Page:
Author(s): Woods WS, Boettcher JM, Zhou DH, Kloepper KD, Hartman KL,
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Abstract Alpha-synuclein (AS) is an intrinsically unstructured protein in aqueous solution but is capable of forming beta-sheet-rich fibrils that accumulate as intracytoplasmic inclusions in Parkinson disease and certain other neurological disorders. However, AS binding to phospholipid membranes leads to a distinct change in protein conformation, stabilizing an extended amphipathic alpha-helical domain reminiscent of the exchangeable apolipoproteins. To better understand the significance of this conformational change, we devised a novel bacteriophage display screen to identify protein binding partners of helical AS and have identified 20 proteins with roles in diverse cellular processes related to membrane trafficking, ion channel modulation, redox metabolism, and gene regulation. To verify that the screen identifies proteins with specificity for helical AS, we further characterized one of these candidates, endosulfine alpha (ENSA), a small cAMP-regulated phosphoprotein implicated in the regulation of insulin secretion but also expressed abundantly in the brain. We used solution NMR to probe the interaction between ENSA and AS on the surface of SDS micelles. Chemical shift perturbation mapping experiments indicate that ENSA interacts specifically with residues in the N-terminal helical domain of AS in the presence of SDS but not in aqueous buffer lacking SDS. The ENSA-related protein ARPP-19 (cAMP-regulated phosphoprotein 19) also displays specific interactions with helical AS. These results confirm that the helical N terminus of AS can mediate specific interactions with other proteins and suggest that membrane binding may regulate the physiological activity of AS in vivo.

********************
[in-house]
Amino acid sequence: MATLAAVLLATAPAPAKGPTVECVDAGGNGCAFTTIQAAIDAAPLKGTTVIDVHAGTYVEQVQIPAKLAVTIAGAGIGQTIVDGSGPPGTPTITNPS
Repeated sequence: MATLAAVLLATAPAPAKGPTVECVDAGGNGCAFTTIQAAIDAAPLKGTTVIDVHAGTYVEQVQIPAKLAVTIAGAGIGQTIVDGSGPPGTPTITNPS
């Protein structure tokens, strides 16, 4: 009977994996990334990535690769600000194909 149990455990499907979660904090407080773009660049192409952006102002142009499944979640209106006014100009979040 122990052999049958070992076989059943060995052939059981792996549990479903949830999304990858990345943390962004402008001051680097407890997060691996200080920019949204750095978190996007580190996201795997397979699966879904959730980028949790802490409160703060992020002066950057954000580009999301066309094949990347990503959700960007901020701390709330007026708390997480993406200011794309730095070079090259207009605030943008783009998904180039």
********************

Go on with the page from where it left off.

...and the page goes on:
This article was published in J Biol Chem
and referenced in Journal of Proteomics & Bioinformatics